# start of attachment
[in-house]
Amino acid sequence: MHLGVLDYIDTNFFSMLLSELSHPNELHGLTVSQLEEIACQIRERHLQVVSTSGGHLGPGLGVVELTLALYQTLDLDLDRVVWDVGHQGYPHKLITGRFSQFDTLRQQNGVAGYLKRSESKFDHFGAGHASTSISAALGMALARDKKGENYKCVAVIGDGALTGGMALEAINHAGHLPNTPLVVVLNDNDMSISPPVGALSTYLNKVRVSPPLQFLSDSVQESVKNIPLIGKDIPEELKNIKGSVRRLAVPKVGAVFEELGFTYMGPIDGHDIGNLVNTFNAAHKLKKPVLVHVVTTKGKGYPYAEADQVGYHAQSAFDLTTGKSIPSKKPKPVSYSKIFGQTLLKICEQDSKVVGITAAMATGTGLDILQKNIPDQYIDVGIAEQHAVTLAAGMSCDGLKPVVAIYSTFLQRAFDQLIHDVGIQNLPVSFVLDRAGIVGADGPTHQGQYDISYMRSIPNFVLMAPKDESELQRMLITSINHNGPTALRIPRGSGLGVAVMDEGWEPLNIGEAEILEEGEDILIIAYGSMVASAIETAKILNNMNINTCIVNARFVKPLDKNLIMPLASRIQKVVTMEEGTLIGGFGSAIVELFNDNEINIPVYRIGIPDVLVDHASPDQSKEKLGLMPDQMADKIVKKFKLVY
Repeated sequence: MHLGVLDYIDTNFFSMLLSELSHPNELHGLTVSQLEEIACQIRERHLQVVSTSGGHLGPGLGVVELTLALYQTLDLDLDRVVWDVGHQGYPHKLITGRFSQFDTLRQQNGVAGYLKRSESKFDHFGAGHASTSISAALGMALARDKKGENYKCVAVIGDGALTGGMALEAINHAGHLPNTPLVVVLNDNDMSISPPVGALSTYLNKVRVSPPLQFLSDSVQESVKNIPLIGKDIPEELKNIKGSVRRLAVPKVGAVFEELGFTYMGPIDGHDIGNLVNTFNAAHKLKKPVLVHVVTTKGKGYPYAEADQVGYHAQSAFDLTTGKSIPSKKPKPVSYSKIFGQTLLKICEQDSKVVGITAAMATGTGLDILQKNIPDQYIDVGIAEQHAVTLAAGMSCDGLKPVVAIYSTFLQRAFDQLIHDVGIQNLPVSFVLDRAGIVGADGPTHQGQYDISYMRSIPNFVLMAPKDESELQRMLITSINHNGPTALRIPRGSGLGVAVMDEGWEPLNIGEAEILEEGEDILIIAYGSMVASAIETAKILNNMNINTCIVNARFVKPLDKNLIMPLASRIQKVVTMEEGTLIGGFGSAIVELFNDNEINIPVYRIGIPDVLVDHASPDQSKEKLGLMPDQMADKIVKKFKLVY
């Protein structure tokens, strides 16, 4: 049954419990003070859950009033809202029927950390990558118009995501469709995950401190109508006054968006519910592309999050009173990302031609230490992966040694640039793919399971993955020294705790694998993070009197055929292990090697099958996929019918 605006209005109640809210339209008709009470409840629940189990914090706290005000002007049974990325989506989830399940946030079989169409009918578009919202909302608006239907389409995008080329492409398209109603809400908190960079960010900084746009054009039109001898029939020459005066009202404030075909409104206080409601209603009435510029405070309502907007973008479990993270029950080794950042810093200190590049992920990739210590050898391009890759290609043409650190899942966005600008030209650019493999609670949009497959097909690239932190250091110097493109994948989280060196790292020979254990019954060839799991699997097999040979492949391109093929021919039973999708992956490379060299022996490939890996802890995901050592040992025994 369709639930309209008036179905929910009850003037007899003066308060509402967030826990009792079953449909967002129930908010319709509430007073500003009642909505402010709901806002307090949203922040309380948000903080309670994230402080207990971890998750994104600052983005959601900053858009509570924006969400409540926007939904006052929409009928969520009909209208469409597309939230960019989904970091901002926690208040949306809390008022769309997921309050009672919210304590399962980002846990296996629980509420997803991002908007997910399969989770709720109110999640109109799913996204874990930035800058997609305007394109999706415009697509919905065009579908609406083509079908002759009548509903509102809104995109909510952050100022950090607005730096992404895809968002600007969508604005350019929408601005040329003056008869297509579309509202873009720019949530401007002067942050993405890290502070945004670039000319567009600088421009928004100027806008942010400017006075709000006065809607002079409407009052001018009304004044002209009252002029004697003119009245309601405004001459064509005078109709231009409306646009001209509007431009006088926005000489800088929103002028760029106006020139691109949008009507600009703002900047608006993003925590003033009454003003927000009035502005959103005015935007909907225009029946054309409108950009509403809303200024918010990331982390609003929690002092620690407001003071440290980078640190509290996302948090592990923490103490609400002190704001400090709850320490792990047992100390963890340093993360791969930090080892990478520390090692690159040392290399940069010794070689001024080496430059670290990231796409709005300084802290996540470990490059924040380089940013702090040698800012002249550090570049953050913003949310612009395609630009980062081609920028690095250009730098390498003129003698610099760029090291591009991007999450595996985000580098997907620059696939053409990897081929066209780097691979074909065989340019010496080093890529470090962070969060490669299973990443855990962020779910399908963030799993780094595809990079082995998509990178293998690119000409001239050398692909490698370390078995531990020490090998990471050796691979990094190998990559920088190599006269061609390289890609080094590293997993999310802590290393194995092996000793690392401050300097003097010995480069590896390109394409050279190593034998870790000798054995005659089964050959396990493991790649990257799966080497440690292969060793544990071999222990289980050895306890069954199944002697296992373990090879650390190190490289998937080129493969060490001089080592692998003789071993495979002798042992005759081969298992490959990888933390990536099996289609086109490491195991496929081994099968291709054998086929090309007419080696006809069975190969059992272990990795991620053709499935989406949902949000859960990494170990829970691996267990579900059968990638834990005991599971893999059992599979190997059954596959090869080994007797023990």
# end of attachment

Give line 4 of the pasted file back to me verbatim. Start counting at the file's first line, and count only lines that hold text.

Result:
């Protein structure tokens, strides 16, 4: 049954419990003070859950009033809202029927950390990558118009995501469709995950401190109508006054968006519910592309999050009173990302031609230490992966040694640039793919399971993955020294705790694998993070009197055929292990090697099958996929019918 605006209005109640809210339209008709009470409840629940189990914090706290005000002007049974990325989506989830399940946030079989169409009918578009919202909302608006239907389409995008080329492409398209109603809400908190960079960010900084746009054009039109001898029939020459005066009202404030075909409104206080409601209603009435510029405070309502907007973008479990993270029950080794950042810093200190590049992920990739210590050898391009890759290609043409650190899942966005600008030209650019493999609670949009497959097909690239932190250091110097493109994948989280060196790292020979254990019954060839799991699997097999040979492949391109093929021919039973999708992956490379060299022996490939890996802890995901050592040992025994 369709639930309209008036179905929910009850003037007899003066308060509402967030826990009792079953449909967002129930908010319709509430007073500003009642909505402010709901806002307090949203922040309380948000903080309670994230402080207990971890998750994104600052983005959601900053858009509570924006969400409540926007939904006052929409009928969520009909209208469409597309939230960019989904970091901002926690208040949306809390008022769309997921309050009672919210304590399962980002846990296996629980509420997803991002908007997910399969989770709720109110999640109109799913996204874990930035800058997609305007394109999706415009697509919905065009579908609406083509079908002759009548509903509102809104995109909510952050100022950090607005730096992404895809968002600007969508604005350019929408601005040329003056008869297509579309509202873009720019949530401007002067942050993405890290502070945004670039000319567009600088421009928004100027806008942010400017006075709000006065809607002079409407009052001018009304004044002209009252002029004697003119009245309601405004001459064509005078109709231009409306646009001209509007431009006088926005000489800088929103002028760029106006020139691109949008009507600009703002900047608006993003925590003033009454003003927000009035502005959103005015935007909907225009029946054309409108950009509403809303200024918010990331982390609003929690002092620690407001003071440290980078640190509290996302948090592990923490103490609400002190704001400090709850320490792990047992100390963890340093993360791969930090080892990478520390090692690159040392290399940069010794070689001024080496430059670290990231796409709005300084802290996540470990490059924040380089940013702090040698800012002249550090570049953050913003949310612009395609630009980062081609920028690095250009730098390498003129003698610099760029090291591009991007999450595996985000580098997907620059696939053409990897081929066209780097691979074909065989340019010496080093890529470090962070969060490669299973990443855990962020779910399908963030799993780094595809990079082995998509990178293998690119000409001239050398692909490698370390078995531990020490090998990471050796691979990094190998990559920088190599006269061609390289890609080094590293997993999310802590290393194995092996000793690392401050300097003097010995480069590896390109394409050279190593034998870790000798054995005659089964050959396990493991790649990257799966080497440690292969060793544990071999222990289980050895306890069954199944002697296992373990090879650390190190490289998937080129493969060490001089080592692998003789071993495979002798042992005759081969298992490959990888933390990536099996289609086109490491195991496929081994099968291709054998086929090309007419080696006809069975190969059992272990990795991620053709499935989406949902949000859960990494170990829970691996267990579900059968990638834990005991599971893999059992599979190997059954596959090869080994007797023990």